As Modi government gets ready to present its 3rd budget, let’s take a look at the five key performance indicators of the economy.
1. GDP Growth
Indian economy grew by 7.2% in FY15 and average 7.2% in H1 FY16. In H1 FY16, India was the fastest growing economy in the world, surpassing China. The numbers look very impressive and global economists see India as a ray of hope in this gloomy economic environment.
This looks commendable compared to 4.5% and 4.7% growth registered in FY13 & FY14, last years of Manmohan Singh govt. However, the FY13 & FY14 numbers were revised upwards by c.13% to 5.1% for FY13 and c.50% to 6.9% for FY14 by NDA govt. due to change in base year from 2004-05 to 2011-12 and change in formula to calculate GDP.
So GDP growth increased by 0.3% under Modi rule in FY15 and 0.3% again in H1 FY16 vs last year of UPA-II. Opinion is divided whether this performance is better considering the challenging global environment or is it just a result of change in formula which analysts have failed to comprehend.
2. Exchange value (USD / INR)
Since Modi was announced as PM candidate on Sep. 9, 2013, rupee has appreciated vs the dollar from 62.37 levels to 58.23 levels on May 25, 2014 when Modi took oath as PM. BJP claimed credit for this appreciation (+6.6%) and linked it to Modi’s pro-investment and development image.
However, since Modi has taken over, rupee has been tumbling from 58.23 levels to 67.59 (-16%). Rupee has done well compared to other BRICS partners and even EUR / GBP vs dollar. So in a way good job by the govt.
However, the other BRICS partners except for S. Africa all have a trade surplus while India has a trade deficit, i.e., we import more than export and hence higher impact on India. This has been negated to some extent by the low crude prices (-70%) though.
India is witnessing negative inflation (WPI) since Jan. 2015. This is primarily because of lower crude oil prices. Average oil prices have tumbled from USD 100/bbl in FY14 to USD 81/bbl in FY15 and USD 49/bbl in FY16 (upto Dec. 15). For the month of January 2016 it averaged c.USD 30/bbl.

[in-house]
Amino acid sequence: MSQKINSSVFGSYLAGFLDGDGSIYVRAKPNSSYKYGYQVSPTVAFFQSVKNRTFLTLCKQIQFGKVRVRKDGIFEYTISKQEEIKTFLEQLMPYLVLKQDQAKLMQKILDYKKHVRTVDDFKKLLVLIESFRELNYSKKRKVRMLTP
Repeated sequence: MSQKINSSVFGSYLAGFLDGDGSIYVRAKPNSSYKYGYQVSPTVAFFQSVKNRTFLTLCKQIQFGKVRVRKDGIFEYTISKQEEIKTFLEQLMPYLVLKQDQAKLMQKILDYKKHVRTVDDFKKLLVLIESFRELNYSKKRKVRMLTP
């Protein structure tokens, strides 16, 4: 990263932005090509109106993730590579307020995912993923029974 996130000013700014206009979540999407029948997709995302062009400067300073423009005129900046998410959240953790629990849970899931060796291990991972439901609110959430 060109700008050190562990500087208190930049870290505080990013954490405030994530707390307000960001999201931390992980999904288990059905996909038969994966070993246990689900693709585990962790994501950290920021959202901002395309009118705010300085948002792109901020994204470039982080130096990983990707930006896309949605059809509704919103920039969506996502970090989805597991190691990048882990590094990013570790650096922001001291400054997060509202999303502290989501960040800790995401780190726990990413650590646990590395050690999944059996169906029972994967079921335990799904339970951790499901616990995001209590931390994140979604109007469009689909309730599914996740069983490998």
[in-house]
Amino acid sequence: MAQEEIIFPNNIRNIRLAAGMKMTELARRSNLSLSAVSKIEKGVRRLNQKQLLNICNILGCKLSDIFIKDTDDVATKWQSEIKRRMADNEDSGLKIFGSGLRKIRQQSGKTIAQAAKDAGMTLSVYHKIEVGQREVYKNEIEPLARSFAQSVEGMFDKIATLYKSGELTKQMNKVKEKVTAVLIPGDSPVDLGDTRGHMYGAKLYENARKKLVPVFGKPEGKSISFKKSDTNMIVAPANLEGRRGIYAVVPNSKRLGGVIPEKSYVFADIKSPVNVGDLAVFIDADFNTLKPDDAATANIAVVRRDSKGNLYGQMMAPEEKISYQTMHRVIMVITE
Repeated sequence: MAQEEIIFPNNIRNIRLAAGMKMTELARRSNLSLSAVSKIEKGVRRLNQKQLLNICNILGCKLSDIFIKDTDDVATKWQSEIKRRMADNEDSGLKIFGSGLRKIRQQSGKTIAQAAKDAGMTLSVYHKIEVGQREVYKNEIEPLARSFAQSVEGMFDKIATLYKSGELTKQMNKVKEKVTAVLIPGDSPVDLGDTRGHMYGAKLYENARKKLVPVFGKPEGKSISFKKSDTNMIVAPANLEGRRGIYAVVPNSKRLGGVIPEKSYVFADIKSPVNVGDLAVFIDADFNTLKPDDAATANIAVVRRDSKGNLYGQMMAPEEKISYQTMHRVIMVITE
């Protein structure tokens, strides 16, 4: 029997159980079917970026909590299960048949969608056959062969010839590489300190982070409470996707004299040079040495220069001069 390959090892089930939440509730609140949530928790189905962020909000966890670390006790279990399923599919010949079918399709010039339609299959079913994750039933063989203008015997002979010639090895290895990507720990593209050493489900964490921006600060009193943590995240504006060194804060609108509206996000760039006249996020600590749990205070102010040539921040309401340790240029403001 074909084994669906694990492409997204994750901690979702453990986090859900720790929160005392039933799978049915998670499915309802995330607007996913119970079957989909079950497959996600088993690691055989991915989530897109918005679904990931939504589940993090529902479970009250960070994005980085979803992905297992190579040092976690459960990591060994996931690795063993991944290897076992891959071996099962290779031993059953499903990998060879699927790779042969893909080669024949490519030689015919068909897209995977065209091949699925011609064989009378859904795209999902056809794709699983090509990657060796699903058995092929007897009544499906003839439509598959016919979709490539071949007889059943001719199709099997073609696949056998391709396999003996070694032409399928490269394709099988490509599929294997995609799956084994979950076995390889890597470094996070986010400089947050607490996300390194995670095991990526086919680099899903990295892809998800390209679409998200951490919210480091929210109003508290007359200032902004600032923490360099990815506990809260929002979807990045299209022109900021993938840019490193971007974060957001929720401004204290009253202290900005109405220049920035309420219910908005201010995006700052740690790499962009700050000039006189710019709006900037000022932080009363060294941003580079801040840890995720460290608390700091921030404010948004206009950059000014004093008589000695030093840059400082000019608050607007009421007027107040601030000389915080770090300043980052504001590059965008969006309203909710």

This has had a significant impact on WPI as fuel has a 14.91% weight-age in the index. WPI has tracked the crude price as seen below. However, worrying trend is that for the past four months it has been increasing while crude prices continue to decline. Modi has done well to contain inflation with a bit of help from lady luck!
On the exports front, there is bad news as exports have been falling for past 13 months continuously. Low commodity prices playing a part here. Our oil exports have declined from $5.7b in Oct. 2014 to $2.5b in Oct. 2015. Our non-oil exports have steadily declined as well from $20.b to $18.9b during the same period despite a 10% rupee depreciation.
Total Exports which were USD 310 billion in FY15 are expected to be USD 25-260 billion levels in FY16. Here again low import bill due to low oil prices has negated the impact to some extent.
Markets are a barometer of economic performance and sentiment. Stock markets received a big fillip when Modi (investor friendly image) was appointed as PM candidate of BJP. The markets grew by 25% in almost eight months upto his oath taking ceremony. Among other factors Modi factor was a big factor in pushing the markets into a tizzy.
A year after his announcement, markets improved further and breached 27,000 mark all set to break the 30-35,000 range forcasted by brokers. The markets inched further to 27,600 levels when he completed one year of office in May 2015. However, the markets have been under pressure lately partly due to global meltdown, low commodity prices and partly due to not so great news on domestic front. The markets are today at pre-Modi age as some analysts have pointed out.
Corporate profitability is under pressure and sentiment on the ground does not reflect the fastest growing economy of the world status. If the jump in markets was partly attributed to Modi factor, he and his FM can’t escape responsibility for the decline in markets.
To sum up, improvement in economic indicators have largely been a play of change in formula for calculation of GDP and low crude prices. Low crude prices have helped check inflation and trade deficits. It has also negated the impact of significant rupee devaluation.
People are getting impatient and want Jaitley to bring in a massive reforms which could help build up the confidence. The rumours of doubling expenditure on populist measures like Food Security allocation is not heartening. BJP needs to avoid mistakes of UPA I & II in thsi regard.
As somebody on my whatsapp group commented – what is happening to the markets of the fastest growing economy? Is the euphoria clearly over? Has the right of center govt. started to show left of center tendencies to prevent further setbacks in rural India in upcoming state elections. Wait for the budget.
Some good initiatives like Make in India, Digital India, strong push for national highways have been undertaken which will take time to materialize. Implementation is the key here though! So we should see effects of these schemes 18-24 months before next LS polls in April-May 2019.
Modi and Jaitley should ensure that kick to the economy on account of these schemes should start showing results sooner and earlier than in the last year (FY19) and not as it happened during Vajpayee rule (8% growth rate achieved in FY2004). Else there is a risk that the fruits of these efforts may be enjoyed by another govt. thereafter (as UPA I enjoyed during 2004-09).
Related Posts: Spare the common man, Mr. Jaitley!